Yemen’s Houthi group has agreed to withdraw forces from three key ports under a United Nations-brokered peace deal, according to the UN.
The group will unilaterally redeploy from the ports of Hodeidah, Saleef and Ras Isa over four days, starting on Saturday, the UN Mission to Support the Hodeidah agreement said.
In a statement late on Friday, the mission’s Redeployment Coordination Committee (RCC) said it was important that the troop withdrawal be followed by “the committed, transparent and sustained actions of the parties to fully deliver on their obligations”.
The committee drew up the redeployment plans under a pact agreed last December in Sweden, the first major breakthrough in peace efforts to end a war that has killed tens of thousands of people and pushed Yemen to the brink of famine.
The UN mission will monitor the redeployment, a first step towards concluding the peace agreement, the statement said, adding that it must be followed by “the committed, transparent and sustained actions of the parties to fully deliver on their obligations”.
Al Jazeera’s Diplomatic Editor James Bays, reporting from the UN headquarters in New York, cautioned it was “too early to say” whether Friday’s announcement signalled an “actual breakthrough”.
“The Stockholm deal in December, [brokered] almost six months ago, said the Houthis should do this and they haven’t done it yet,” Bays said.
“If the Houthis don’t do it this time, it could collapse the whole [peace] process,” he added.
The UN statement did not mention any reciprocal move by pro-government forces, who are backed by a Saudi-UAE-led military coalition.
Under the agreement, pro-government forces are also expected to leave positions around Hodeidah city’s outskirts in the initial redeployment, before a second phase in which both sides pull back further.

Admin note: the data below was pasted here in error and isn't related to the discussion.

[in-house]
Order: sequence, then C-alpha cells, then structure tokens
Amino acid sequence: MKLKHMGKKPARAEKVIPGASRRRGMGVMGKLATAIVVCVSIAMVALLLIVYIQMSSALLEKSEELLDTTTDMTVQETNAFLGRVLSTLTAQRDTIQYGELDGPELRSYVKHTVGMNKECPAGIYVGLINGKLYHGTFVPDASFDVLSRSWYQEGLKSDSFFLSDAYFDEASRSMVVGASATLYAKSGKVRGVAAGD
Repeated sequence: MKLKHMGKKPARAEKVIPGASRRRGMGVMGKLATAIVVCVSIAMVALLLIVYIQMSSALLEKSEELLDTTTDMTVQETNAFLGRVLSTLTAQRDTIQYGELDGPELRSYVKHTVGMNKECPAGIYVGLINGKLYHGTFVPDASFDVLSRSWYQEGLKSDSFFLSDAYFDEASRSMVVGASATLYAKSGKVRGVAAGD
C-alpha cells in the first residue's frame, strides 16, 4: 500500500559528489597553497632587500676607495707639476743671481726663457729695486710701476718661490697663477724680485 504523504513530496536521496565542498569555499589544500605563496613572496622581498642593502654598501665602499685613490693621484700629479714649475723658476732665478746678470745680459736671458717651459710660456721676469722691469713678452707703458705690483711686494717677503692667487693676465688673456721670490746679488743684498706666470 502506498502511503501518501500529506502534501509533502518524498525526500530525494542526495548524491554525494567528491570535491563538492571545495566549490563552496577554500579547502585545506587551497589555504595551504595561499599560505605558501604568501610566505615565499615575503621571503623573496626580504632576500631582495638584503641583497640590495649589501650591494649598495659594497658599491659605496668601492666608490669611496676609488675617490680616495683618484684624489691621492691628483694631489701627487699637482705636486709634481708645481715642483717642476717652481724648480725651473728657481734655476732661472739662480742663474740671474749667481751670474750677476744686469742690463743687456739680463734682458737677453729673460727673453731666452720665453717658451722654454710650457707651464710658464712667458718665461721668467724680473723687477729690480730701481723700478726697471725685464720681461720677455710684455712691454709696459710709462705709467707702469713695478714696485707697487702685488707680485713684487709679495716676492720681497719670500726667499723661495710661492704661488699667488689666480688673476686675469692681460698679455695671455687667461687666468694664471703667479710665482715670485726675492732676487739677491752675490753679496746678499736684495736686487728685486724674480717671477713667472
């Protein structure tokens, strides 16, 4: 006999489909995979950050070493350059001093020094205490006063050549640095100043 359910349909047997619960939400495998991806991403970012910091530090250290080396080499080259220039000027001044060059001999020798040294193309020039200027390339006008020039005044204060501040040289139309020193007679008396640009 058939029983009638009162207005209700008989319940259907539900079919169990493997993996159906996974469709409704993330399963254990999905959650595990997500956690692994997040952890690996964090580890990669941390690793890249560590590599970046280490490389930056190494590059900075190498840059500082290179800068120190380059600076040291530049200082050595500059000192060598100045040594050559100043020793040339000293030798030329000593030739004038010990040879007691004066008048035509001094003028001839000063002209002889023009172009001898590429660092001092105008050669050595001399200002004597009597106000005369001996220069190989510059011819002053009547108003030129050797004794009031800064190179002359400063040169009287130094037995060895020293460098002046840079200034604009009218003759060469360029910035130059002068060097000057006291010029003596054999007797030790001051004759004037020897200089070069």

Moammar al-Eryani, Yemen’s information minister, said in a tweet shortly after the UN’s announcement that the offer of redeployment was “inaccurate and misleading”, however.
Al-Eryani added that any withdrawal that did not allow for joint monitoring and verification was unacceptable.
The coalition allege the Houthis use Hodeidah as a landing point to smuggle weapons supplied by Iran into Yemen, a charge the Houthis have denied.
Humanitarian officials have long pleaded with Yemen’s warring sides to spare the port, which serves as the entry point for the bulk of Yemen’s commercial imports and a lifeline for aid supplies.
The conflict in Yemen, the Arab world’s poorest country and home to an estimated 28 million people, began with the 2014 takeover of the capital, Sanaa, by Houthi rebels, who toppled the internationally recognised government of President Abd-Rabbu Mansour Hadi.
Concerned by the rise of the Houthis, believed to be backed by Iran, the Saudi-UAE-led military coalition launched an intervention in 2015 in the form of a massive air campaign aimed at reinstalling Hadi’s government.
The subsequent fighting and an ensuing economic collapse has unleashed the world’s most urgent humanitarian crisis, pushing millions of people to the brink of starvation.